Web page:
"Vera Drake" is the latest film from British director Mike Leigh, who has also directed such marvelous and highly acclaimed films as "Secrets and Lies". This time, the director focuses on an actual figure, Vera Drake (Imelda Staunton), who performed abortions in 50's Britain - where such practices were outlawed. However, while that is the subject matter, the focus remains on the individual character.
Staunton's performance is really the highlight of a compelling feature. As the film opens, the good-natured woman is kind, helpful and rather sunny and optimistic. Soon after, we learn that Vera's other job aside from housekeeping is performing abortions - which she takes no money for - on unwanted pregnancies in the area, viewing it as helping out women in need. When complications arise in one of the girls that she assists and that girl ends up in the hospital, the police follow the trail back to Vera and put her under arrest for carrying out an illegal operation. After, she has to face her family, including her shocked husband, Stan (Phil Davis), who had no idea what Vera was doing on the side.
From that point, Staunton makes a remarkable transition from a sunny exterior to a woman utterly devastated - she only saw it as helping women who weren't able to turn anywhere else. Somber, trembling and convincingly shellshocked by her situation, Staunton's powerful performance certainly deserved the awards notice that it did get. The supporting performers also are terrific, and Leigh's naturalistic way of getting performances (improvisation, etc) means that they probably really were surprised when Staunton's character reveals why she's in trouble.
Defnitely Leigh's biggest-budget picture yet, with gorgeous cinematography and excellent period detail. Leigh really doesn't get into the debate about the subject matter - he chooses to focus on Drake's character and the hurt and emotion that comes out of her family when they find out she's been keeping this secret for all this time, and now faces prison time because of it.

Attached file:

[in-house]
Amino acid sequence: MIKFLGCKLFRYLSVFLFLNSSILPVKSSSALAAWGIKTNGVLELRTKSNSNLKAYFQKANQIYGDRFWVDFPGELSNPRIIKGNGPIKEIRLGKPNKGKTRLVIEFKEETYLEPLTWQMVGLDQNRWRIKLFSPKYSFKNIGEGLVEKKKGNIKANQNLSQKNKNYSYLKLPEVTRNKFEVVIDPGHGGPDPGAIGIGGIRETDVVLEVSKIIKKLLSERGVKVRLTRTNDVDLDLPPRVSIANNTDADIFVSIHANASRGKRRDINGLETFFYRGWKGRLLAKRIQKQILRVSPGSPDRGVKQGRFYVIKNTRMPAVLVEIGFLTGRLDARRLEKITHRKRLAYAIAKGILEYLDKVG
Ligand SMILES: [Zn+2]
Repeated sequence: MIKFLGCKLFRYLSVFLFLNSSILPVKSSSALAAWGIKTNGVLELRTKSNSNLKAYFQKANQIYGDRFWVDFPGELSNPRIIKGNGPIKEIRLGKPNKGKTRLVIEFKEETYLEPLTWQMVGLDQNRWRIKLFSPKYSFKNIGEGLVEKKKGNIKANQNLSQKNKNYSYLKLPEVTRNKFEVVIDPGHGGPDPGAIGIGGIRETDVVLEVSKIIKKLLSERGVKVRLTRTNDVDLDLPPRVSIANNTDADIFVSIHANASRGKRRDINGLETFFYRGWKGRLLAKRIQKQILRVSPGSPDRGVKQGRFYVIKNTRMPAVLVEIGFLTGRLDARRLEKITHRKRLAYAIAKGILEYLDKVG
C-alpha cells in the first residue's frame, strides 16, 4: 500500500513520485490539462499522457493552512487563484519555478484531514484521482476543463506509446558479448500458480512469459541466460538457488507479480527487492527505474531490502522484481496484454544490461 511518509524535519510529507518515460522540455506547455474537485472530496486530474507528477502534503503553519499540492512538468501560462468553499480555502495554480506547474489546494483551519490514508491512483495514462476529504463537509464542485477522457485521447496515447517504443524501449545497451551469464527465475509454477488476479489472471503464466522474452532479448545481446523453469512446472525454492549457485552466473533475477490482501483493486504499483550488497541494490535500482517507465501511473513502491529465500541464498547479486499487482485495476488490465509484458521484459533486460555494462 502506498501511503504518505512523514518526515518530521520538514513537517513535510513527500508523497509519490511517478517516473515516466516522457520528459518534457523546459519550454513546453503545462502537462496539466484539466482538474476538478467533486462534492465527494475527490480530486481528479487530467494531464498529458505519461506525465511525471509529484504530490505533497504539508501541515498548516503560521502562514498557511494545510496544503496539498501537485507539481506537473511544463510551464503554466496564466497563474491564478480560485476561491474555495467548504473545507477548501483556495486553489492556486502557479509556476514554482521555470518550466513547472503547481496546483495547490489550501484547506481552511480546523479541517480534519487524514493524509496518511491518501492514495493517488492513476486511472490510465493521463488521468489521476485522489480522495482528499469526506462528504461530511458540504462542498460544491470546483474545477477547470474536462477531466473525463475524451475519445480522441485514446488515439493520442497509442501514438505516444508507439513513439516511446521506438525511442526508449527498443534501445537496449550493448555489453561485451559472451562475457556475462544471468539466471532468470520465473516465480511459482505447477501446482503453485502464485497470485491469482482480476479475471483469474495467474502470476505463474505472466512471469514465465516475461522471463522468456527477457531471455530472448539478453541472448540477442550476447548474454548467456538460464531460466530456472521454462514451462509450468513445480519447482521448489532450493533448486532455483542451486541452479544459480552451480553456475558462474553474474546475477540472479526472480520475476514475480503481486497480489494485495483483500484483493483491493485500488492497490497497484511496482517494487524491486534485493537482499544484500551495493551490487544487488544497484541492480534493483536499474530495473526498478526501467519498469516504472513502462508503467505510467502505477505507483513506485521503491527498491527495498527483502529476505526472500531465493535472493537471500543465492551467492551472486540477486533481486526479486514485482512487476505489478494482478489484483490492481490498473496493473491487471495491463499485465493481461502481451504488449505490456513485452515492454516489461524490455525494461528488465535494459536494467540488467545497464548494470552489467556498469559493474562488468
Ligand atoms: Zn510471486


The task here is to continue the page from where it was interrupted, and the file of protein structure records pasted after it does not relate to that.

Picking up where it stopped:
The film's subject matter is going to turn off some audiences, the film is bleak (even moreso than the director's other films) and there are a few chilling scenes. However, those who can get past that will find an incredible performance from Staunton and the supporting cast.
VIDEO: "Vera Drake" gets ace treatment from New Line, as the 1.85:1 anamorphic widescreen presentation is remarkably good. Sharpness and detail are exceptional, and the picture displays both terrific defintion and very nice depth. The picture was never inconsistent, and softness was never an issue.
The only issue was some slight edge enhancement that appeared once or twice. No pixelation or print flaws were spotted. The film's color palette is intentionally quite subdued, and it appeared accurately presented on this DVD transfer.
SOUND: "Vera Drake" is presented by New Line in Dolby Digital and DTS 5.1. While I didn't see the need for a DTS option for a Mike Leigh film (the director's films could essentially be in mono, like Woody Allen does), but the choice was appreciated. Surrounds provided some music once or twice, but they remained silent otherwise. Audio quality was fine, as dialogue and music seemed crisp and clear.
EXTRAS: The film's trailer, and trailers for "Dancer in the Dark", "Birth" and "The Sea Inside".
Final Thoughts: "Vera Drake" is carried by an amazing performance from Staunton, who completely changes gears mid-movie from a pleasant, kindly older woman to a woman whose world suddenly crashes around her. New Line's DVD edition doesn't provide much in the way of supplements (Leigh's films never do), but audio/video quality is fine. A recommended rental.
The Film *** 1/2